Miracle Crop, or Bust? 

Miracle Crop, or Bust? 
Posted by FoM on April 08, 1999 at 22:16:02 PT
We should be able to grow Hemp like Canada!
Source: Farm Industry News
Why should Canada and Europe supply U.S. companies with hemp when we could grow it here? Proponents of industrial hemp can get carried away, and it isn't hard to get caught up in their enthusiasm. Here's why.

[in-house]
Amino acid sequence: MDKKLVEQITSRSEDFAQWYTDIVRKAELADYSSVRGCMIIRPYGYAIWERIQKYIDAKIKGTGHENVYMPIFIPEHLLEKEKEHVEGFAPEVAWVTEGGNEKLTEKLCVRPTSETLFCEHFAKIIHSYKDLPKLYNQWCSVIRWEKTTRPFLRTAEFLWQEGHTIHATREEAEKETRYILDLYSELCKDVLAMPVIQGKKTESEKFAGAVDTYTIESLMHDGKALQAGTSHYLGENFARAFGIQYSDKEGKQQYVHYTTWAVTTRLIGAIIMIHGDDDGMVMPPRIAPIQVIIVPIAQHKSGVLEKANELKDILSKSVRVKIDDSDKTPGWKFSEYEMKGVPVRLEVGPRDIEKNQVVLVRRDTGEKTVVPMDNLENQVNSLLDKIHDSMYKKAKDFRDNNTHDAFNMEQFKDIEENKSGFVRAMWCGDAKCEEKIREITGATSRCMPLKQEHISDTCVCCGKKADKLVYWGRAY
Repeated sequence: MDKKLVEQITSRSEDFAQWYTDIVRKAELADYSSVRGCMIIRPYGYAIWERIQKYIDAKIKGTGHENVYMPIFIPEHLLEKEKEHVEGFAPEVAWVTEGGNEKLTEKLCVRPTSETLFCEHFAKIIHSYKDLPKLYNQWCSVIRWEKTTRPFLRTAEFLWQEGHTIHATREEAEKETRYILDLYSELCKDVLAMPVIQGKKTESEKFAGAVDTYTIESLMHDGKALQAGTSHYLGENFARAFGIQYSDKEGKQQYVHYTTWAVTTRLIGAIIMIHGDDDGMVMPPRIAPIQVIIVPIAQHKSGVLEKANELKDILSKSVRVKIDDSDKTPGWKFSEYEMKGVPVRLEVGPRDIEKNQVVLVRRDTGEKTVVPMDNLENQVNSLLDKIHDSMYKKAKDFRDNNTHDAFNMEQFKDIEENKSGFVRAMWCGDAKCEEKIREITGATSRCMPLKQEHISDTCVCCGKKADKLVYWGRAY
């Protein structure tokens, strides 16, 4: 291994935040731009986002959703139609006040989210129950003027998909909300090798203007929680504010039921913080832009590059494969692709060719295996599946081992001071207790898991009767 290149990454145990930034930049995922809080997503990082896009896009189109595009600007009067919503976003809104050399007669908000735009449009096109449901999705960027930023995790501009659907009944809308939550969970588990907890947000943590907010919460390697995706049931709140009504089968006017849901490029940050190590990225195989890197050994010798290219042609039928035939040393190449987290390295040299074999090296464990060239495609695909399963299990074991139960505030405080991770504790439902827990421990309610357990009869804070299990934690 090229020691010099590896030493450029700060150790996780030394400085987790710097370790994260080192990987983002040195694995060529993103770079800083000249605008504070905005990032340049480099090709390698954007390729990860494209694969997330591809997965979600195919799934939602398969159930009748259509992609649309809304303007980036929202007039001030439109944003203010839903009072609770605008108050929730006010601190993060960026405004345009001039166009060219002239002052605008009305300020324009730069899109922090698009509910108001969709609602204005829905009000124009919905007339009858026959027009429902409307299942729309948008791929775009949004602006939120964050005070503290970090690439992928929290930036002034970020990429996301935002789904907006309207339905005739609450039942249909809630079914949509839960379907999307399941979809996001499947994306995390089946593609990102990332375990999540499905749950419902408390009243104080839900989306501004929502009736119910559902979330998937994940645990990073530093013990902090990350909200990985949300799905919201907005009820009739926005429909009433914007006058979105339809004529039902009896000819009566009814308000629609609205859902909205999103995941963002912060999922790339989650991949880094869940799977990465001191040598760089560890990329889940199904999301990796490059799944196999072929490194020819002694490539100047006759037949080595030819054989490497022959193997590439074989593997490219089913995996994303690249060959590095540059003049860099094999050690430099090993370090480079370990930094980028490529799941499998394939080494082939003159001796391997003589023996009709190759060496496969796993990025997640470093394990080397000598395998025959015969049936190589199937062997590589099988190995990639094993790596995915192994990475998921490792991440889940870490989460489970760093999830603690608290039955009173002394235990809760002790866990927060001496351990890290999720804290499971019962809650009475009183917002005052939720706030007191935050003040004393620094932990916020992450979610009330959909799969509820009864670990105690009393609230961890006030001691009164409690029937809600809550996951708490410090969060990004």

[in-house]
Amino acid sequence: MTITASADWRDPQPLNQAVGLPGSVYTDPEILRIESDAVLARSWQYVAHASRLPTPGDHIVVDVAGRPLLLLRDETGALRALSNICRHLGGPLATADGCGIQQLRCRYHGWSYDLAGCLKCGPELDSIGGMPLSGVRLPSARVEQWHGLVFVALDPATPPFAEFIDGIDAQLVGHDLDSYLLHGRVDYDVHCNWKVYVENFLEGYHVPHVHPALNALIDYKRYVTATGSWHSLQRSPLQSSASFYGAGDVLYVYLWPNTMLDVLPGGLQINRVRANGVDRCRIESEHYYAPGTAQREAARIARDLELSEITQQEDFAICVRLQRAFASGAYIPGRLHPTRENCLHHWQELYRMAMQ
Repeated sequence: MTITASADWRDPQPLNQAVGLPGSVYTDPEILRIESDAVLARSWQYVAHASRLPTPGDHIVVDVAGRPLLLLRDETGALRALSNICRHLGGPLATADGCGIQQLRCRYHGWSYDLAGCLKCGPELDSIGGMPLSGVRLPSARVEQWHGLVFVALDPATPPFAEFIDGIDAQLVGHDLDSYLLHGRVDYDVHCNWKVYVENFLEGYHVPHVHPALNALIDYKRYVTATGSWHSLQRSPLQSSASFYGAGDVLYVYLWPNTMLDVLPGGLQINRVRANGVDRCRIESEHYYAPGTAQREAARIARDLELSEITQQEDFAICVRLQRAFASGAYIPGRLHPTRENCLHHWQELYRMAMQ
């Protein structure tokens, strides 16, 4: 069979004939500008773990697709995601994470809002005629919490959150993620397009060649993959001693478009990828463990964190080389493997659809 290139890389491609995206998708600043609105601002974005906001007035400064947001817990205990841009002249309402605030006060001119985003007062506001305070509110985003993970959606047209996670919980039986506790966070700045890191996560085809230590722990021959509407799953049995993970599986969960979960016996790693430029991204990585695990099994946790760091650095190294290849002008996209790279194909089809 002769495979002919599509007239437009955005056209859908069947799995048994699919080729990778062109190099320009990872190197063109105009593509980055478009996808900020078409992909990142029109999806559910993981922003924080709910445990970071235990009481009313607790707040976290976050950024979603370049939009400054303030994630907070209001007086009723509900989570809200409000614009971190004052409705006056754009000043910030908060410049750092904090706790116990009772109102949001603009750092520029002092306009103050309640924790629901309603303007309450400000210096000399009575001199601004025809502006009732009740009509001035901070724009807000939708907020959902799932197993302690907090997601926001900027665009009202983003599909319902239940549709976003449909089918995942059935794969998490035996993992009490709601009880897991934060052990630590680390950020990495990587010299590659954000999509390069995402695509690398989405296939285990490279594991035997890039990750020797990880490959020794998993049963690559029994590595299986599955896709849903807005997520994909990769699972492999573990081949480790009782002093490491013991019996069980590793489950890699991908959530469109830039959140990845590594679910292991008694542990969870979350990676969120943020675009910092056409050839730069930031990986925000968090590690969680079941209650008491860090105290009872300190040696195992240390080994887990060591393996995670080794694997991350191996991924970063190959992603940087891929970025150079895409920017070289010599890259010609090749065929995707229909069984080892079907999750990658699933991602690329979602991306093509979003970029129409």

Hemp may be grown without expensive crop production inputs, including herbicides. Typically, large tap roots bore deeply into the ground to provide excellent soil aeration, and when the crop is rotted in the field, a nice layer of organic matter is added to the soil. Some agronomists are even suggesting that soybeans grown in a rotation following industrial hemp show a significant reduction in soybean cyst nematode. Because of its hardiness, hemp may be grown from Texas to northern Canada, in most types of soils, with little effort. Although growing hemp is illegal in this country, processing raw hemp into products is not. The number of products from hemp imported into the United States is staggering, so much so that some are calling hemp the "soybean of the new millennium." Environmentalists love it because the fibers are considered better for the manufacture of paper than wood fibers; they call it "treeless" paper. Hemp may be used in plastics (that biodegrade), textiles (carpets, jeans, shoes, rope, ship sails), paper and building materials, animal bedding, foods, technical products (paint, solvents, printing ink) and oil (shampoo, bath gels). "We show that some 25,000 different products can be made from industrial hemp," states Bud Sholtz, agricultural economist and chair of the North American Industrial Hemp Council (NAIHC) in Madison, WI. "We might have lost count. The list continues to grow." Please click above link for more about Hemp!
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